Wednesday, 12 June 2013

A Sunny Autumn Day by Lena Först

The sight was marvellous. The trees were a firework of colours, the sunlight reflected on the paths dark and wet from the last shower, the grass glowed golden, and raindrops twinkled like white stars on its blades. It looked so beautiful that he could have stayed there watching forever. But it wouldn’t stay forever. The shadows of the trees were already approaching. And there was no forever, as the world had ended. He felt the sweet warmth of the evening sun on his face, and his friend was dead.

Slowly, he raised his arms to undo the rope, but he couldn’t reach the knots. He tried to climb the tree, but he slid down again. He approached the hanging body and stopped himself in the last moment from touching it and trying to loosen the noose’s grip. Why was he doing all this? His friend was dead. He had chosen this day to die, a sunny autumn day so brilliantly beautiful that it could take your breath away. He looked up again to the golden leaves shining in the sunlight, felt the soft stroke of the wind that made the trees whisper and the foliage dance, and suddenly his heart splintered. A wave of pain pressed him to the ground and the beauty disappeared behind a stream of tears. Why have you done this to me? he sobbed. Why wouldn’t you let me save you? His crying nearly choked him, for he knew the answer: Nothing and no one could have saved his friend. He had given up a long time ago. He knew, because he had read the Facebook message. The message that his friend had forwarded to all his friends, family members and fellow students.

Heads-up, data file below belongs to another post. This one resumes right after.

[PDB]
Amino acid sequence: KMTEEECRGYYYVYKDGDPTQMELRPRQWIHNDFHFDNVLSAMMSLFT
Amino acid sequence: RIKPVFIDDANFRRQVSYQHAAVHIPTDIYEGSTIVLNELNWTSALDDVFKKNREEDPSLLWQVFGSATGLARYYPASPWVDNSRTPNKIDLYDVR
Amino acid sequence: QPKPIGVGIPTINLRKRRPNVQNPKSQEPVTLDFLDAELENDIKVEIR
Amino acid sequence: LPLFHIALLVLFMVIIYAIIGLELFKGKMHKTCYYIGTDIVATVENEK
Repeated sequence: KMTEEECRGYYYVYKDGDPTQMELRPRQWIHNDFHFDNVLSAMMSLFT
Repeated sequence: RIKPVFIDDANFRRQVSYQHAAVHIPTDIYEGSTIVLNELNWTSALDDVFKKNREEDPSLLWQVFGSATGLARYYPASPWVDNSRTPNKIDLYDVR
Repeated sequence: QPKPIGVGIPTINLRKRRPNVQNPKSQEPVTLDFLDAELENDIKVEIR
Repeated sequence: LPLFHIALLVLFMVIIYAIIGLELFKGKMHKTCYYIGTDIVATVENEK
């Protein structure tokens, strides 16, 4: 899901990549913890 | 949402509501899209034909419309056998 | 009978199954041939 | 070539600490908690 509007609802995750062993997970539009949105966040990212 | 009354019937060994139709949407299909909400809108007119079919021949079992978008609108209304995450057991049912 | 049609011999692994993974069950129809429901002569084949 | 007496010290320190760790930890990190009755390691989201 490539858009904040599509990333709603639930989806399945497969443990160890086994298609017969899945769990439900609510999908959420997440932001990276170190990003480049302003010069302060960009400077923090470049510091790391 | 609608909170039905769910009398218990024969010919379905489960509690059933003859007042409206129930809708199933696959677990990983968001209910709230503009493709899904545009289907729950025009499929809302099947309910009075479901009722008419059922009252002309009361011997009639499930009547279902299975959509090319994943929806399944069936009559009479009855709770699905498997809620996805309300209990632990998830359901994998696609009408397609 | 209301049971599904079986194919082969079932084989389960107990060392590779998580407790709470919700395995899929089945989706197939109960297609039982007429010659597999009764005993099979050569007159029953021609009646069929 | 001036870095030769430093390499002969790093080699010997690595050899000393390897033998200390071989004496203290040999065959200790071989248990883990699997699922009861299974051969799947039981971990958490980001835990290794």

The darkness has been here for long, but now I can’t see any light anymore. And: Thank you for letting me share in your lives for a bit. They were all so much better than my own.

Suddenly, he felt a burning hatred for his friend’s selfishness. How could he just decide to go forever? Why had he left them all behind? Why had he rather fled life and its problems than facing them and struggling on, as everyone else did? His life hadn’t been that bad after all. In fact, it had been quite a good life. Everybody had problems. What a coward he had been, escaping difficulties in such a way!

       “And what did you get out of it? What have you achieved?! You’re hanging from a fucking tree – well done!!” he yelled at the body while his tense fingers dug deep into the cold earth. Only then did he notice the bystanders, staring at him and the silent hanging figure that had been his friend. He gasped for words. All strength seemed to have left his body.

       “I’m sorry”, he finally managed to whisper to his friend, “it’s just … what have you left behind? Who will remember you?” He struggled to his legs and stumbled forward. “Who will remember him? He was my friend. But who will remember him?” he asked the spectators. As they silently fell back before him, he left the beautiful place. I should write a book about him. Or make a film. Keep his memory safe. That’s what he thought. But he knew he wouldn’t. There wasn’t much of a story to tell. And he knew he would stop remembering him as well. That made him cry again, but only a little more. 

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